Stewart was born in Bridge of Weir. He was a founding member of the Benchtours theatre creating many touring shows throughout the nineties and noughties. He was creative writing lecturer at HMP Shotts and edited Visiting Time, an anthology of prison writing. (Vagabond Voices 2019) His stories & poems have appeared in Gutter Magazine, The Curlew, The Caterpillar , National Poetry Day Anthology and other anthologies. Plays include, The Darkroom, Robert Burns’ Celtic Complex, One Straight Line, The Taking of Zena Charbonne and The Monster & Mary Shelley. In 2019 he was awarded the Aberdeen-Curtin Alliance scholarship to study a PhD at Aberdeen University & Curtin University, Perth, Australia. Blessed Assurance (Vagabond Voices 2019) is his first novel.

 CHAPTER SIX of The Blessed Assurance

Walking in the Counsel of the UnGodly

Archie Truman was two months younger than Joseph, a good four inches shorter and about as far away from Joseph Kirkland’s uptight rigidity and God-fearing gaucheness as you could possibly get. He was an unclean, underfed wee skelf of a boy, a dirty shilpit elf of a boy, always dressed – come wind come weather – in his trademark thin greasy anorak, shorts and sandshoes, all of them worn and frayed. All of him was worn and frayed. There was barely a square inch of him that wasn’t scratched or bruised. His finger nails were black, his cheeks shiny from layer upon layer of grime mixed with smeared snot from an endlessly runny nose that had dried hard on his face like varnish. He looked like a wooden marionette with his Andy Pandy retroussé nose, his big round pale blue puppet eyes that were painted forever wide open, fixed in a state of utter astonishment, and thick tufts of carrot red hair that seemed to have been drilled into his skull in oddly cut clumps. He walked towards Joseph like he walked through life, in a loose limbed string-cut swagger, kicking the hell out of whatever lay in his path: tin cans, stones, people.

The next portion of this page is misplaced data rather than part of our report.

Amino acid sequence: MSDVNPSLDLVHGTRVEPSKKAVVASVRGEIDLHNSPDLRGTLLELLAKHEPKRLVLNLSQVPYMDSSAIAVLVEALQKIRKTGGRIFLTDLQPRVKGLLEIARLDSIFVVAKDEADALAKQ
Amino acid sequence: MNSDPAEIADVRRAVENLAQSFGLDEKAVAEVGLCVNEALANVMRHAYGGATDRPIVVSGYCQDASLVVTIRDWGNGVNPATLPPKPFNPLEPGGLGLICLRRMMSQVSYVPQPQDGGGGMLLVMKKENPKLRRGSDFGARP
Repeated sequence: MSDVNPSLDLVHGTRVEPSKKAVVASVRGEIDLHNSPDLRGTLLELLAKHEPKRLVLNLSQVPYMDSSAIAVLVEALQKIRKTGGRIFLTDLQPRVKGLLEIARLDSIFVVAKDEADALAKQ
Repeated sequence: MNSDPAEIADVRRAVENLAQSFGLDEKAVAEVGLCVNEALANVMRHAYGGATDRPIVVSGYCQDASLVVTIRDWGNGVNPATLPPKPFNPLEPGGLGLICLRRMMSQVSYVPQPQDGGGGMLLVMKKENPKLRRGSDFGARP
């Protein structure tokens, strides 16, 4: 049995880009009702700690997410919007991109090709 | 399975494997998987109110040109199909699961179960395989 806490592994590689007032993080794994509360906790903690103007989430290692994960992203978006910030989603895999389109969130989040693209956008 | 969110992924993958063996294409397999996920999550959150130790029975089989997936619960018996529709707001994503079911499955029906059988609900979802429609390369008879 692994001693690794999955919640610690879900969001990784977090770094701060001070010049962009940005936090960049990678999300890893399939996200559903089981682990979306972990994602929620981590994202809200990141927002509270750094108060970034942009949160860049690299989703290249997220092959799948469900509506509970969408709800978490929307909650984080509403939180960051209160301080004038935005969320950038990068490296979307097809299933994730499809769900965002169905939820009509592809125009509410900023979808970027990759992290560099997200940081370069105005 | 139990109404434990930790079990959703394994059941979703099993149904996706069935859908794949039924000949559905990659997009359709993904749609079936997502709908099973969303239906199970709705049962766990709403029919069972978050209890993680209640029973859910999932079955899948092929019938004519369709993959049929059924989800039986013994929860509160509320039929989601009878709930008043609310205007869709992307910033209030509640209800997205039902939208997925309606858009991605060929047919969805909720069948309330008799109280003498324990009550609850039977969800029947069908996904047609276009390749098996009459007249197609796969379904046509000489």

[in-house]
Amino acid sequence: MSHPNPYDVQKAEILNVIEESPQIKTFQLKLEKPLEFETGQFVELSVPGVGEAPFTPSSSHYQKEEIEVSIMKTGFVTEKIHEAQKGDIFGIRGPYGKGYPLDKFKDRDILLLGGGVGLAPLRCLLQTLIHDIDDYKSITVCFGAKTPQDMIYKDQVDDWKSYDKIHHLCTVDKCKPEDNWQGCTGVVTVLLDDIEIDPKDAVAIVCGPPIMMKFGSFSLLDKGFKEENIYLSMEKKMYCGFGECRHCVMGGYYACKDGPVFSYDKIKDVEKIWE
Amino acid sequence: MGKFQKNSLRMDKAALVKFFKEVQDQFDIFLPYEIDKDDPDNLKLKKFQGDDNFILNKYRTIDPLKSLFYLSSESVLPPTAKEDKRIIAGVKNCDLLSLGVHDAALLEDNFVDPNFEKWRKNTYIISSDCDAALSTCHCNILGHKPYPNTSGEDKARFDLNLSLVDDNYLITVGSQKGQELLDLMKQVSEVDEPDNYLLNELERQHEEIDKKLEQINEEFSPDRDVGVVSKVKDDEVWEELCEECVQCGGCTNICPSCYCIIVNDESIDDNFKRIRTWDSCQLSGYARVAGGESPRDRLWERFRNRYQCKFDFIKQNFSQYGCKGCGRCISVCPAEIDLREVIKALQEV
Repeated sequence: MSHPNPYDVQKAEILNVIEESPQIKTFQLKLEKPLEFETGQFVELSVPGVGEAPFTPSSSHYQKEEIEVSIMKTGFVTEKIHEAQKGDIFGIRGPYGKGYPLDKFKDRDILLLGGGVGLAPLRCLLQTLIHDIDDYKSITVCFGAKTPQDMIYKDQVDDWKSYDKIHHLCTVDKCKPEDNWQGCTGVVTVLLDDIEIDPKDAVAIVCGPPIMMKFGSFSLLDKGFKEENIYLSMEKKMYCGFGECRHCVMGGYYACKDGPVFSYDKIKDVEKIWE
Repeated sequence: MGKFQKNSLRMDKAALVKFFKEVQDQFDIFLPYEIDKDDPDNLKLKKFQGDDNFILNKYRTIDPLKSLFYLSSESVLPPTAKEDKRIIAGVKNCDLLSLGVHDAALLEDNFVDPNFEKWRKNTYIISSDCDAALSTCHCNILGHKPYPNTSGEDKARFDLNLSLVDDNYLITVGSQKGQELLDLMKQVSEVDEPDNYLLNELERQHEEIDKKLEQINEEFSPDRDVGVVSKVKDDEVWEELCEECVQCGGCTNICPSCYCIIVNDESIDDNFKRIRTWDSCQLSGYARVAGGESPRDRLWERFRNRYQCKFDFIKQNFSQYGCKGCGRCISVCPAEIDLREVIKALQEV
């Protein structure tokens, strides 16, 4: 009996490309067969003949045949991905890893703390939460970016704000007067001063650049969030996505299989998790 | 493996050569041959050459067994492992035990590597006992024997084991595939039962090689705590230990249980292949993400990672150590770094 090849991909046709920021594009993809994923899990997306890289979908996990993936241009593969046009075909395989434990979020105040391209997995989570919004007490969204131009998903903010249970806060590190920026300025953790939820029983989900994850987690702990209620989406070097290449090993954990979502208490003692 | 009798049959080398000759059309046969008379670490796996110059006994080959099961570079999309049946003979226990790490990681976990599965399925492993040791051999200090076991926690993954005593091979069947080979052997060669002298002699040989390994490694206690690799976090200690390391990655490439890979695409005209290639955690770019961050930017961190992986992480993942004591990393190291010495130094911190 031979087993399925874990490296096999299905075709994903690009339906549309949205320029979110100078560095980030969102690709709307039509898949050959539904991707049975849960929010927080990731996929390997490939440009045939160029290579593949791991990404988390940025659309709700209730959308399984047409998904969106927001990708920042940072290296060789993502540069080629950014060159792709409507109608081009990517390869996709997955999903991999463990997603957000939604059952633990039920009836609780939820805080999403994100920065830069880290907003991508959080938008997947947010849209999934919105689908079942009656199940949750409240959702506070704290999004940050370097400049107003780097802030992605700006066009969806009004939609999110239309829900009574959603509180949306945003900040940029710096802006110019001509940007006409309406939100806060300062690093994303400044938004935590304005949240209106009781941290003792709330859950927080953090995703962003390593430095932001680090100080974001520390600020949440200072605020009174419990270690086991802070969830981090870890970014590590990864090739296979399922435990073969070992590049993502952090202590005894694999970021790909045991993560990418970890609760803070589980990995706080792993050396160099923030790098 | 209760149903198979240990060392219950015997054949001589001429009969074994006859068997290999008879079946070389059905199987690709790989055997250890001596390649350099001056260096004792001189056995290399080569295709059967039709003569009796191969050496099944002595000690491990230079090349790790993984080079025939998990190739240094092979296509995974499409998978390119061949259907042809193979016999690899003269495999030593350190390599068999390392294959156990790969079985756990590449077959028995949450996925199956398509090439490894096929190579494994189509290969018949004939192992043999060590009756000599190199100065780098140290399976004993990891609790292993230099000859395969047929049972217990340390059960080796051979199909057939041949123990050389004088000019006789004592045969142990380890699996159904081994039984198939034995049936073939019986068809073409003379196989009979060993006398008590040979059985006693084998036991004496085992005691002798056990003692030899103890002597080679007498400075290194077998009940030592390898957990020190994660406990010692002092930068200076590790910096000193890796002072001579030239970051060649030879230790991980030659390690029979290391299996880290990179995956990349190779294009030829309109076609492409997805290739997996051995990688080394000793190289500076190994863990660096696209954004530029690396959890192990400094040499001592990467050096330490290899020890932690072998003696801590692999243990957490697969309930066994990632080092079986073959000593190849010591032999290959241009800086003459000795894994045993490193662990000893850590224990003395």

His six old sister, wee Maggie, skipped along at his side. Where else would she be? She had the same blue eyes, red hair, the same turned up button nose, but unlike her beloved big brother, wee Maggie was well-fed, well-groomed, immaculately turned-out, and dressed to fight the weather. Archie saw to all that, always, without fail.

“Look at me,” he said, walking backwards until the fog had completely enveloped him, “I’m The Invisible Man,” and reappeared, “Did you know The Invisible Man was naked?”

“Archie!” said wee Maggie, giggling now, “That’s rude, so it is Joseph?”

“He was! Bare bum, everything! He couldn’t make his clothes and shoes and things invisible, so he had to take them off. Except his specs. He had to keep them on or else he’d end up bumping into folk.” Wee Maggie was still giggling at naked and bums, so Archie had to say it again, “It’s just you couldn’t see his bum even though he was naked because his bum was invisible. Imagine that. Imagine having an invisible naked bum.” Wee Maggie imagined and giggled even more. So Archie wiggled his bum, trying to send her off into hysterics, “I wonder if The Invisible Man did invisible jobbies…”

This was Archie’s main business in life, to see his wee sister happy and laughing, all the time. And this was what Joseph needed in his life; happy-go-lucky Archie, devil-may-care Archie, a down-to-earth, of-this-earth Archie Truman. He glanced around in case Mrs Chaddock or anybody else from the Hall might see him talking to Archie Truman.

Joseph Kirkland, the Fake Friend.

© Stewart Ennis 2020


Featured writer: Lydia Harris

We are delighted to welcome Lydia Harris as this month’s Featured Writer. Lydia, who is one of several members living on Scottish islands (she lives in the Orkneys), joined the Federation after winning the poetry category in the 2017 Vernal Equinox Competition. She was commended in the 2018 competition and has had many other successes, as you can read below, along with her prizewinning poem The Oxygen Concentrator which well demonstrates her gift for precise observation of and responsiveness to the natural world around her, and the quietly devastating emotional charge of her understated style.